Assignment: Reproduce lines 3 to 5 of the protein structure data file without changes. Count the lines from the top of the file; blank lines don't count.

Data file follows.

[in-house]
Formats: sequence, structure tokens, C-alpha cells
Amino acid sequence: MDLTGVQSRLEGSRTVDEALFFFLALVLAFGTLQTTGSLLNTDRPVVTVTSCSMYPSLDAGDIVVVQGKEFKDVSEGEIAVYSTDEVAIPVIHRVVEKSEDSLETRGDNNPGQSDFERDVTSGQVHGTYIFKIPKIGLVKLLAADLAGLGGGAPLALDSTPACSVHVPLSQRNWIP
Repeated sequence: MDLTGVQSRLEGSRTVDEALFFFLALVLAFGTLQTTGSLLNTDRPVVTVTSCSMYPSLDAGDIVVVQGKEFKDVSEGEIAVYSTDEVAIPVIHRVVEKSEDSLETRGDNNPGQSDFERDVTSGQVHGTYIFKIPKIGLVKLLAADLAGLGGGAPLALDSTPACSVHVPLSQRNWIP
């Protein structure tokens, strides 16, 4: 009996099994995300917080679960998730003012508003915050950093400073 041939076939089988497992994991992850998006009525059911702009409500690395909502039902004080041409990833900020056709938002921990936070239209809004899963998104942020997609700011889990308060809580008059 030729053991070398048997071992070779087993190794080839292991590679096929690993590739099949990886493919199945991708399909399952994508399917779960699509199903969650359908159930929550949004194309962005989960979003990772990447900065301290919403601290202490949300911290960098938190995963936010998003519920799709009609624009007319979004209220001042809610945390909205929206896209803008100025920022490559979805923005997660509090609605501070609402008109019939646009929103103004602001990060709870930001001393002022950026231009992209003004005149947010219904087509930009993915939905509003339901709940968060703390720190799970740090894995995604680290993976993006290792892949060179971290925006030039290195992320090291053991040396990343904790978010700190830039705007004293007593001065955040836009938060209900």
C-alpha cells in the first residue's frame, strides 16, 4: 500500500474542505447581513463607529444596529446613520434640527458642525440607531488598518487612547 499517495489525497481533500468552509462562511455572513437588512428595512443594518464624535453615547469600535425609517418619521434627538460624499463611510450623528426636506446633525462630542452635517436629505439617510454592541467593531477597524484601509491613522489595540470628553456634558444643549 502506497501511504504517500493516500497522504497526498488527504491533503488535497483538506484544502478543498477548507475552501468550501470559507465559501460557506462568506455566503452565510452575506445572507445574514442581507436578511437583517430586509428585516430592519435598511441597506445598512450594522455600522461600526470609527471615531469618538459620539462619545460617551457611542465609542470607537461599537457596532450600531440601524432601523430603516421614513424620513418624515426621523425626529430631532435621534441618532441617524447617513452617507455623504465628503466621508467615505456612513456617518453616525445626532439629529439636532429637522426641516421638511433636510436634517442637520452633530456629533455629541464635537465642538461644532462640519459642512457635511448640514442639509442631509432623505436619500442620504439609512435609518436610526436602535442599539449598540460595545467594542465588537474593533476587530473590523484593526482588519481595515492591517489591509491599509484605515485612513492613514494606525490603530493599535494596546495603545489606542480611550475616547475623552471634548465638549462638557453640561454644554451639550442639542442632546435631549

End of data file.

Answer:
Amino acid sequence: MDLTGVQSRLEGSRTVDEALFFFLALVLAFGTLQTTGSLLNTDRPVVTVTSCSMYPSLDAGDIVVVQGKEFKDVSEGEIAVYSTDEVAIPVIHRVVEKSEDSLETRGDNNPGQSDFERDVTSGQVHGTYIFKIPKIGLVKLLAADLAGLGGGAPLALDSTPACSVHVPLSQRNWIP
Repeated sequence: MDLTGVQSRLEGSRTVDEALFFFLALVLAFGTLQTTGSLLNTDRPVVTVTSCSMYPSLDAGDIVVVQGKEFKDVSEGEIAVYSTDEVAIPVIHRVVEKSEDSLETRGDNNPGQSDFERDVTSGQVHGTYIFKIPKIGLVKLLAADLAGLGGGAPLALDSTPACSVHVPLSQRNWIP
């Protein structure tokens, strides 16, 4: 009996099994995300917080679960998730003012508003915050950093400073 041939076939089988497992994991992850998006009525059911702009409500690395909502039902004080041409990833900020056709938002921990936070239209809004899963998104942020997609700011889990308060809580008059 030729053991070398048997071992070779087993190794080839292991590679096929690993590739099949990886493919199945991708399909399952994508399917779960699509199903969650359908159930929550949004194309962005989960979003990772990447900065301290919403601290202490949300911290960098938190995963936010998003519920799709009609624009007319979004209220001042809610945390909205929206896209803008100025920022490559979805923005997660509090609605501070609402008109019939646009929103103004602001990060709870930001001393002022950026231009992209003004005149947010219904087509930009993915939905509003339901709940968060703390720190799970740090894995995604680290993976993006290792892949060179971290925006030039290195992320090291053991040396990343904790978010700190830039705007004293007593001065955040836009938060209900």